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NVIDIA RTX 3060 Review: A Little Bit of Everything

The Most Accessible 30-Series Yet

Damien Gula Updated: Posted:
Hardware Reviews 0

Today, we are going to be looking at the next entry into the Ampere-based RTX 30-series: the RTX 3060. Following November’s release of the GeForce RTX 3060 Ti, the RTX 3060 aims to provide a little bit of everything, so long as it’s 1080p performance is what you are aiming for. Within this article, we will be looking at how this GPU differentiates itself from next of kin and where it falls within the modern line-up. For our review, we will be looking at the EVGA GeForce RTX 3060 XC Black.


  • MSRP: Beginning at $329.00
  • Boost Clock: 1.78 GHz
  • CUDA Cores: 3584
  • Memory: 12 GB GDDR6
  • Memory Bus: 192-bit
  • Memory Bandwidth: 360 GB/s
  • Bus Type: PCI-e 4.0
  • Ports: 1x HDMI 2.1, 3x DisplayPort 1.4a
  • Ray Tracing Cores: 2nd Generation
  • Tensor Cores: 3rd Generation

If the end of 2020 served as the beginning of a GPU arms race, the early part of 2021 is a war of attrition. This fight for consumer buy-in comes down to availability. With Discord servers dedicated to sniffing out stock and retailers holding lotteries for positions to buy,  it seems that NVIDIA’s answer to this shortage is to add another SKU. Enter the RTX 3060.  

This, to me, is a curious, but not unexpected, addition. If you read my review of the RTX 3060 Ti, I made a note of asking NVIDIA about the “Ti'' designation for a GPU family that did not exist yet. Their response was simply that “Ti'' name represented the peak form of a particular family of GPUs. To make this even more puzzling, at first glance, the places the RTX 3060 and RTX 3060 Ti seem backwards. Here is what I mean: 

While the RTX 3060 appears to scale in areas like CUDA Cores, power consumption, memory interface width, base clock, and price, the memory configuration is increased by 50% over the RTX 3060 Ti and the boost clock edges out its superior sibling. But, this is purely to perspective at first glance on paper. At its heart, the RTX 3060 is a completely different GPU. This Ampere-based offering is built on the 8nm GA106 platform versus the GA104 that the RTX 3060 Ti is built on. We will see just how different these two GPUs are in our performance breakdown and benchmarks. 

What the RTX 3060 is meant to be is yet another potential upgrade path from the GTX 1060. It seems like, for all of the SKUs in between, the majority of PC gamers who have a working GPU has not taken much of the bait to draw people away from the Pascal-based wunderkind. NVIDIA hopes to change that by offering a GPU to double performance of the 1060 and offer access to modern NVIDIA features like Ray Tracing, DLSS, and the bevy of creative tools in their toolbox.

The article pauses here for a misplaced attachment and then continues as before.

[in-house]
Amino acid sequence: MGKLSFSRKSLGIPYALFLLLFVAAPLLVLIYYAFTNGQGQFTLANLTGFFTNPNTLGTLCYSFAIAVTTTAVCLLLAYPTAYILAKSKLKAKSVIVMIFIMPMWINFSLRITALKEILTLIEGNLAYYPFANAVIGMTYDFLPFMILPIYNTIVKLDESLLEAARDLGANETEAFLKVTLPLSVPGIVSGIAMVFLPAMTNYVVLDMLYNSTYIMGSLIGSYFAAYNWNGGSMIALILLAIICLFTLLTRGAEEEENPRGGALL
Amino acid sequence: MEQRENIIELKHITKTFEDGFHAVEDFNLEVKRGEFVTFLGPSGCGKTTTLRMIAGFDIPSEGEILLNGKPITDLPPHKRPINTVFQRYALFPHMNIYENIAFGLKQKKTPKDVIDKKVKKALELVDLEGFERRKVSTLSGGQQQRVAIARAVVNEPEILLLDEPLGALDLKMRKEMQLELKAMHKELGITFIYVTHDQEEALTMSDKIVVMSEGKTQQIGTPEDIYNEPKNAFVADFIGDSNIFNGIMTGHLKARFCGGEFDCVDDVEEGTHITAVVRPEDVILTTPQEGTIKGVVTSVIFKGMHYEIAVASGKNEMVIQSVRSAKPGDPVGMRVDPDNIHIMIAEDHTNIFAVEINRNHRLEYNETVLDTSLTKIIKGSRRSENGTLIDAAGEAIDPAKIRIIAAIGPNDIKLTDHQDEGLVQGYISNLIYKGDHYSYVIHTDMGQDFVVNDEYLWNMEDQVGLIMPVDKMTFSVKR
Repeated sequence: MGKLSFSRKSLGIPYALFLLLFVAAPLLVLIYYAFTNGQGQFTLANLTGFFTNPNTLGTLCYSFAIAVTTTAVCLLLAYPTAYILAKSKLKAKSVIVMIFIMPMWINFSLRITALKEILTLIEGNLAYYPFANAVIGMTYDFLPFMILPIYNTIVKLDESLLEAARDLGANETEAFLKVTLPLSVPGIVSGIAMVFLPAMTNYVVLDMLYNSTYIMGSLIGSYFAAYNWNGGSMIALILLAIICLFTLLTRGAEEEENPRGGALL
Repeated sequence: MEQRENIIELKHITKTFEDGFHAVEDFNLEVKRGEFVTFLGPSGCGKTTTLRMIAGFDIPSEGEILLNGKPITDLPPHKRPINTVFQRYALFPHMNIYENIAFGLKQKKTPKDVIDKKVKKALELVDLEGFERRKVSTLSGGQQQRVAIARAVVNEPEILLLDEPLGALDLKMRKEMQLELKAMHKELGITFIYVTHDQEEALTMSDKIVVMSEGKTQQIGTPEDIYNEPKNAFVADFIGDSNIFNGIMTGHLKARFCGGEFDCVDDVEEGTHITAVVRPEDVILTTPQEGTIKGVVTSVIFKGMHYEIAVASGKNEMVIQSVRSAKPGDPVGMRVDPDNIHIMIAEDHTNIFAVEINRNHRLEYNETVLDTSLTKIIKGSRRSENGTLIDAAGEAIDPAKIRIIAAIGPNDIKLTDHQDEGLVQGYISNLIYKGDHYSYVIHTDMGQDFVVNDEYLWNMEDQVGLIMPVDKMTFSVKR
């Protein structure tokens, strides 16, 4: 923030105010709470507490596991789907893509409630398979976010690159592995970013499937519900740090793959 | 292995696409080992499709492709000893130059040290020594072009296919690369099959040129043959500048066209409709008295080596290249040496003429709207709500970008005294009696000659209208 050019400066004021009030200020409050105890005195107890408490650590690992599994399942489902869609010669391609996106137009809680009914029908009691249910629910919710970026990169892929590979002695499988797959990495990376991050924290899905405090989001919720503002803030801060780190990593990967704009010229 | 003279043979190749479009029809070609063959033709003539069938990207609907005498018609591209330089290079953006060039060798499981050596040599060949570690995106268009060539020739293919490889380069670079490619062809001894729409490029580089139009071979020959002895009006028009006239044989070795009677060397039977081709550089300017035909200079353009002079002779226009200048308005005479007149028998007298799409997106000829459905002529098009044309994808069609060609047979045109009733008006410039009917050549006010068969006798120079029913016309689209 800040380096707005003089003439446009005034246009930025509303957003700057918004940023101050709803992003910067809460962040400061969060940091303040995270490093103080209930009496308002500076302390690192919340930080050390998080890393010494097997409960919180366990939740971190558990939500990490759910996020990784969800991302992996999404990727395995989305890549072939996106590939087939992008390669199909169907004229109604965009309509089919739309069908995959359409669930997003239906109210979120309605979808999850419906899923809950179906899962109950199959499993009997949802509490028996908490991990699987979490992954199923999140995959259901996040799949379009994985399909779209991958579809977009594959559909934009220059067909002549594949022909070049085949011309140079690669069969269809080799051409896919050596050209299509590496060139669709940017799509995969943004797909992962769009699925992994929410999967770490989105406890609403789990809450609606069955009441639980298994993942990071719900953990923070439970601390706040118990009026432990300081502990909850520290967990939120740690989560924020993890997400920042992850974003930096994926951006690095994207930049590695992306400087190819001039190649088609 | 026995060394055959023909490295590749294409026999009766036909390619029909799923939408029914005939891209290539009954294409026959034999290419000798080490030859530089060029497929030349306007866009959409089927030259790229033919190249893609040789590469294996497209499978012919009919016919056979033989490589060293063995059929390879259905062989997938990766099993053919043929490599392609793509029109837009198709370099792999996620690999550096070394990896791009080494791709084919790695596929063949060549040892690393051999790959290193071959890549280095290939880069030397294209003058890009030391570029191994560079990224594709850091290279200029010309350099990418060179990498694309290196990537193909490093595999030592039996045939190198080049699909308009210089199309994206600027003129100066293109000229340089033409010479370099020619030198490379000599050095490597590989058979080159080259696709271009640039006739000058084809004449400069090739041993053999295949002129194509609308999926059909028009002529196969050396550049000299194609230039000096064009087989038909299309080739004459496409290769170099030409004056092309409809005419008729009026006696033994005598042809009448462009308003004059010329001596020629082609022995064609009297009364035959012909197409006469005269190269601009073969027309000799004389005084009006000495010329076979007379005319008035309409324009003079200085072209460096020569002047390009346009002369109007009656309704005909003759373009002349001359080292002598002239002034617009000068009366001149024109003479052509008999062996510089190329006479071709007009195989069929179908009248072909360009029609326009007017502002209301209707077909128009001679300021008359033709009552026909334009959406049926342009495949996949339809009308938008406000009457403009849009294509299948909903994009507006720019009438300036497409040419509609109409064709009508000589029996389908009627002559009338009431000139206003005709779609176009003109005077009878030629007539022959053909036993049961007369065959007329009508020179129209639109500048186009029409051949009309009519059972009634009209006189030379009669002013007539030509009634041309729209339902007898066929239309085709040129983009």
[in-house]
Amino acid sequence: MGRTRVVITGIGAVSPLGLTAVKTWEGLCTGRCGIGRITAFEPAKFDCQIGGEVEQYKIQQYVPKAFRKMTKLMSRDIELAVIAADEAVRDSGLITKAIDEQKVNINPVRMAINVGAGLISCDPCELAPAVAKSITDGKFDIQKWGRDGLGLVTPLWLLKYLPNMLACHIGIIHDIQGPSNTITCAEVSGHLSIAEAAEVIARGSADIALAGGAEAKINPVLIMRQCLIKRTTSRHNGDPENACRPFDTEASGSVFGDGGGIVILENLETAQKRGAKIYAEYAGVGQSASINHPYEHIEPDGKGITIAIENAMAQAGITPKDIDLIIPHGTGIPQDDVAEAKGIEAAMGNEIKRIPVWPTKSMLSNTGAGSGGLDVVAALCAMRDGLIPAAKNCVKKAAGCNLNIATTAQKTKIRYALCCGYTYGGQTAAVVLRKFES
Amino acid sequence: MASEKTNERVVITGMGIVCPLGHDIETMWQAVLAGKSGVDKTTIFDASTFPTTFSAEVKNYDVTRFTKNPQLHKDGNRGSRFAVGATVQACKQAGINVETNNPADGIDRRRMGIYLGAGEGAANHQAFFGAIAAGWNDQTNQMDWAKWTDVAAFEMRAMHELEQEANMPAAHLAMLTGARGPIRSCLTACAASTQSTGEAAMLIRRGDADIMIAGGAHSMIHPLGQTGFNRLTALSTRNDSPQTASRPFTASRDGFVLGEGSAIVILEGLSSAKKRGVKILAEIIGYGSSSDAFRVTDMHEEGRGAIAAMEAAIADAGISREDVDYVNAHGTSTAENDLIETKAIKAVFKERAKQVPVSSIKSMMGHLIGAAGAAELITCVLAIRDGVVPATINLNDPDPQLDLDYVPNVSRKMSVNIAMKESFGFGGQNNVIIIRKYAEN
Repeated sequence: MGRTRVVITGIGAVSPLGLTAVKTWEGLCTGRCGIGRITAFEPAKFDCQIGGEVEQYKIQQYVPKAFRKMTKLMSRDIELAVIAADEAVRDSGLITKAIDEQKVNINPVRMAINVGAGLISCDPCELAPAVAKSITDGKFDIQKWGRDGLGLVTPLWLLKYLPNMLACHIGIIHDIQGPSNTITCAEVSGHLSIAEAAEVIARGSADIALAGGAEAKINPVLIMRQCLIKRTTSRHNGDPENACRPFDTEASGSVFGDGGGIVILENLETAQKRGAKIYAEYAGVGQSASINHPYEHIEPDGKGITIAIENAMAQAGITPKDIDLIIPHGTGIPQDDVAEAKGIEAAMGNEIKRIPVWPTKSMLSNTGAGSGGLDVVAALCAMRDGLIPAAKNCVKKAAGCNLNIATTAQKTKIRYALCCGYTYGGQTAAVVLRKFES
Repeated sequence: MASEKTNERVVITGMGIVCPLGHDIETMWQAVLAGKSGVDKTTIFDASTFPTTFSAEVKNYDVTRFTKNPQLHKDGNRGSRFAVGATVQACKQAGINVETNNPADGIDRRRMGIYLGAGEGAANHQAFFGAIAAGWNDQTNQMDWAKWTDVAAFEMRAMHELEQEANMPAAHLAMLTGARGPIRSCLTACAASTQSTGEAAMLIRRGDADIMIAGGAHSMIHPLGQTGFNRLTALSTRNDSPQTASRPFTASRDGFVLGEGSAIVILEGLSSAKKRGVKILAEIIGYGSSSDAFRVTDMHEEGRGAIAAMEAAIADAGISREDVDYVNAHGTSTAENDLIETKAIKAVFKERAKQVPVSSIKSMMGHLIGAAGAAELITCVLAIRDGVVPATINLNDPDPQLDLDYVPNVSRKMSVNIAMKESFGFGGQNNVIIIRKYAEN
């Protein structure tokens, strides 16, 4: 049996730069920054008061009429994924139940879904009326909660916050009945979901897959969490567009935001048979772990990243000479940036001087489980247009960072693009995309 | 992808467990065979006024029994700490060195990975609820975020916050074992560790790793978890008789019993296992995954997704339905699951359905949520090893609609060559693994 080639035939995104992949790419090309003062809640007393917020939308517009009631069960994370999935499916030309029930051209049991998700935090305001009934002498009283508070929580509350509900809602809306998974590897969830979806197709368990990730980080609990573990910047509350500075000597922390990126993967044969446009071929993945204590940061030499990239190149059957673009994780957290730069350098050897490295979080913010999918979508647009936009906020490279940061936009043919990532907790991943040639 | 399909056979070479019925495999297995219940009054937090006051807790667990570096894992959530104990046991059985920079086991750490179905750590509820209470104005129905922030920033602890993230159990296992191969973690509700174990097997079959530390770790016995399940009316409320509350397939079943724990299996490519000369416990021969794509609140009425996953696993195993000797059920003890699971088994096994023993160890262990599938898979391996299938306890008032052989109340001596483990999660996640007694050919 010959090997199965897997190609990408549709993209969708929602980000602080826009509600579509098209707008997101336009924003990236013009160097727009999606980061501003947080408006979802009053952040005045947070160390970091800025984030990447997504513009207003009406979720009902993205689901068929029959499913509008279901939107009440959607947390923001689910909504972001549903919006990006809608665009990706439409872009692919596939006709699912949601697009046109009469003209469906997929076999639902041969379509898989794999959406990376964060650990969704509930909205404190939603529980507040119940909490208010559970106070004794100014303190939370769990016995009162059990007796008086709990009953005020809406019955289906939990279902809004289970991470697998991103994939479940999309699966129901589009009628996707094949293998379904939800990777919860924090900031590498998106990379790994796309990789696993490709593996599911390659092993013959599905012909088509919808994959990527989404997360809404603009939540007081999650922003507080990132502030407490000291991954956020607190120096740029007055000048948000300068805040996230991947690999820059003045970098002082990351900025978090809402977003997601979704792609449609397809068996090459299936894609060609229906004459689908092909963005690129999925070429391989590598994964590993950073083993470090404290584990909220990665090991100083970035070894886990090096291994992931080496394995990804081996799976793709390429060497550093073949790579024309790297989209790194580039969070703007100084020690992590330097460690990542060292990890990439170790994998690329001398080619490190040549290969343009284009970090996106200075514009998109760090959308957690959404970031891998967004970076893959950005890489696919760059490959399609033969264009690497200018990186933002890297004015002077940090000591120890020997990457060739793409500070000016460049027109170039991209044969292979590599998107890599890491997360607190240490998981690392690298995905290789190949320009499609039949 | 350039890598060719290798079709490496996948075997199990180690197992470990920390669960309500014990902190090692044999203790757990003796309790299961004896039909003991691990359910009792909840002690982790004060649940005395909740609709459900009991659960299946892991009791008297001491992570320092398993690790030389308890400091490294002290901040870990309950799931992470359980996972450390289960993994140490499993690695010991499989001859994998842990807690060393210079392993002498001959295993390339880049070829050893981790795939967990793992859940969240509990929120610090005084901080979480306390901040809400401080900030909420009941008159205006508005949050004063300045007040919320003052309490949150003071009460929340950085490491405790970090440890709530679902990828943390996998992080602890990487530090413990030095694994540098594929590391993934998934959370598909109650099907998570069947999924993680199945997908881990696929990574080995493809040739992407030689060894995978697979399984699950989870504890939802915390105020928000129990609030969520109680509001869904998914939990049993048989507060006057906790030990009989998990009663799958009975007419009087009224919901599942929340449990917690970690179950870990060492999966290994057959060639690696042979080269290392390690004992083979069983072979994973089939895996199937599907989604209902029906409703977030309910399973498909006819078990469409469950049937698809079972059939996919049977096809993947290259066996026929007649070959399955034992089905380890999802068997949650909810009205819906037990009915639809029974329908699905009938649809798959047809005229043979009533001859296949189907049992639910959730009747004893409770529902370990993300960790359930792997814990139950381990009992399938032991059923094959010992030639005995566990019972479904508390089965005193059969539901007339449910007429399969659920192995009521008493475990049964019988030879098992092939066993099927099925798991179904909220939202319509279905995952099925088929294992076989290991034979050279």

So, how does it work?

Rasterization, Synthetics, and Benchmarks Thermal Performance

Before we get into the numbers, here are the system specifications for our test bench:

  • CPU: AMD Ryzen 7 3800X
  • Cooler: Corsair Hydro Series H150i ELITE CAPELLIX (Closed loop cooler)
  • RAM: Zadak SPARK 32 GB 3200MHz DDR4
  • Motherboard: ASUS Prime X570-Pro
  • Storage: 500GB Samsung 980 PRO, 1TB WD_Black SN750, 1 TB Seagate FireCuda
  • PSU: NZXT E850
  • Case: Corsair 4000X

While the NVIDIA GeForce RTX 3060 is fashioned as a successor to the GeForce GTX 1060, we will be focusing our comparisons around the former attempted successors in rasterization. This stack includes the GTX 1660, with data provided by the MSI Gaming X variant. Since data is comparable in performance to the GTX 1660, we also will be looking at PNY's GTX 1650 SUPER XLR8 Edition. From Team Red, we will be looking at numbers from the XFX Radeon RX 5600 XT THICC II Pro (another alleged GTX 1060 successor) as well as the MSI RX 5700 XT Gaming X

Here is what we discovered:

While the RTX 3060 is marketed as the new go-to 1080p GPU, we tested at 4K and 1440p to see just how much we could utilize the 12GB of VRAM this GPU offers… and as it turns out, we were not disappointed. While the RTX 3060 offered stellar performance at 1080p, plowing past the GTX 1660 and 1650 SUPER by a mind-blowing margin on the lowest end of over 45% at 1080p, the RTX 3060 came within 2% of the RX 5700 XT’s 4K performance. 

This is an important detail because in GPU-intensive situations such as 4K test, the RTX 3060 shows that it is here to play. While most of our tests did not average about 60 frames per second at 4K, the RTX 3060 is incredibly viable as a 1440p offering - in most cases. With the exception of Far Cry 5, the RTX 3060 held frame rate averages above 60 frames for the rest of our benchmarks.

As we look at 1080p numbers, this is where we see this GPU at home, with averages in the low-to-mid hundreds in most of our tests. For high frame rate, we wanted to see just how far we could push Doom Eternal (not pictured within the charts) versus the RTX 2080. What we saw was that the RTX 3060 reached a scorching 210 frames per second. Not too shabby when you consider these numbers put it within ~1% of the RTX 2080’s performance.